[Humanist] 27.676 lower-cost technology

Humanist Discussion Group willard.mccarty at mccarty.org.uk
Mon Jan 6 07:12:22 CET 2014

                 Humanist Discussion Group, Vol. 27, No. 676.
            Department of Digital Humanities, King's College London
                Submit to: humanist at lists.digitalhumanities.org

  [1]   From:    "Dave Postles" <davep at davelinux.info>                     (56)
        Subject: Re:  27.673 lower-cost technology

  [2]   From:    "Dave Postles" <davep at davelinux.info>                      (1)
        Subject: RPi and technology

        Date: Sun, 5 Jan 2014 14:20:04 -0000
        From: "Dave Postles" <davep at davelinux.info>
        Subject: Re:  27.673 lower-cost technology
        In-Reply-To: <20140105095252.11D425F8A at digitalhumanities.org>

Mea culpa again then.  My information was from one of the Linux
(Format/User & Developer) magazines a few months ago.

FWIW, I think that we need to see more of Linux/BSD on the desktop, which
may well come about as new economic powers and developing nations have
their 'national' distros in their educational systems (Brazil, Venezuela,
Russia, Philippines).  These young people will be encouraged to explore
the full power of OpenSource, including Python.  I suspect that our
reliance on proprietary systems in the far west will merely prolong
consumer compliance.

Access is just one side of an equation, of course, but it is important to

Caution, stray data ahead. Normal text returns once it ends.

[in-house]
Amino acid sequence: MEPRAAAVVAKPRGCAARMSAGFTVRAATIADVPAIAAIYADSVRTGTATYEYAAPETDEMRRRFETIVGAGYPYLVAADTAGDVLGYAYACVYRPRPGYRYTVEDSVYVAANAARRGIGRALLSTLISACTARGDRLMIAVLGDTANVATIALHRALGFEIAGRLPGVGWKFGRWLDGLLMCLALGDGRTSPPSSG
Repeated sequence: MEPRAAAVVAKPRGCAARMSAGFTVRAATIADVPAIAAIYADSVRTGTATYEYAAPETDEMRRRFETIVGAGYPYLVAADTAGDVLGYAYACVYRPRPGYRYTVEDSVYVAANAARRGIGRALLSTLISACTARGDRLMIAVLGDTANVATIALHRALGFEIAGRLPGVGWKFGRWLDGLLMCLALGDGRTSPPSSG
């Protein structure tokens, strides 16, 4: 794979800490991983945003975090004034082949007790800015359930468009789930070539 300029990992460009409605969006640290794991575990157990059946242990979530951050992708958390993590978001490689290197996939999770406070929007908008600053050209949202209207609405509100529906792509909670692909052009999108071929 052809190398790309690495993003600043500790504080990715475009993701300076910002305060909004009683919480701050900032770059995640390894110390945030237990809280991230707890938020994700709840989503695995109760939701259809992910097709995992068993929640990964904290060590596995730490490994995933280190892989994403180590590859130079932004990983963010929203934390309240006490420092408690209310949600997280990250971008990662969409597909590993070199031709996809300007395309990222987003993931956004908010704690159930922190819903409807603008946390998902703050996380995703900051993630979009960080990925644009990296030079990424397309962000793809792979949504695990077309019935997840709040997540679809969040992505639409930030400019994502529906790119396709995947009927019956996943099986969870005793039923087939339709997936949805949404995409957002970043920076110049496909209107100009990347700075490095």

bring down the cost.  It is most important of all to equalize access. 
Part of the development of low-cost technology will, again, be the
stimulation of access in the wider world, which will generate wider
appreciation of the technology and its being opened up in all senses.

>         Date: Sat, 4 Jan 2014 19:21:59 +0000
>         From: "Brookes, Stewart" <stewart.brookes at kcl.ac.uk>
>         Subject: Re:  27.670 lower-cost technology
>         In-Reply-To: <20140104064103.59D3B603D at digitalhumanities.org>
> On  3 Jan 2014 Dave Postles wrote:
> [snip]
>> The problem with the RPi is still that it has only sold 1m units, so
>> it's impact is fairly confined.
> They claim nearly 2.3 million sales, which is a million more than, say,
> the BBC Micro which arguably
> had a huge impact on programming in its day (in the UK):
> http://www.theinquirer.net/inquirer/news/2320518/raspberry-pi-closes-in-on-23-million-sales
>> There are, of course, many other single-board PCs (SBPCs) out there.
>> Python is
>> useful for digital humanities (especially for corpus linguistics).  I
>> have
>> a suspicion, however, that it's (RPi's) impact, welcome as it is, is
>> being
>> overhyped.
> There *is* a lot of hype, but I think that the hype is encouraging
> awareness of computing
> kits and programming in general. I miss the days of school kids wielding
> soldering irons and
> typing in code and all the things that got me interested in this field.
> Rasperry Pi et al. are
> the start of a return to that approach.
> Best, Stewart
> --
> 8 out of 10 owners who expressed a palaeographic preference said their cat
> prefers
> DigiPal: http://digipal.eu

        Date: Sun, 5 Jan 2014 16:50:33 -0000
        From: "Dave Postles" <davep at davelinux.info>
        Subject: RPi and technology
        In-Reply-To: <20140105095252.11D425F8A at digitalhumanities.org>


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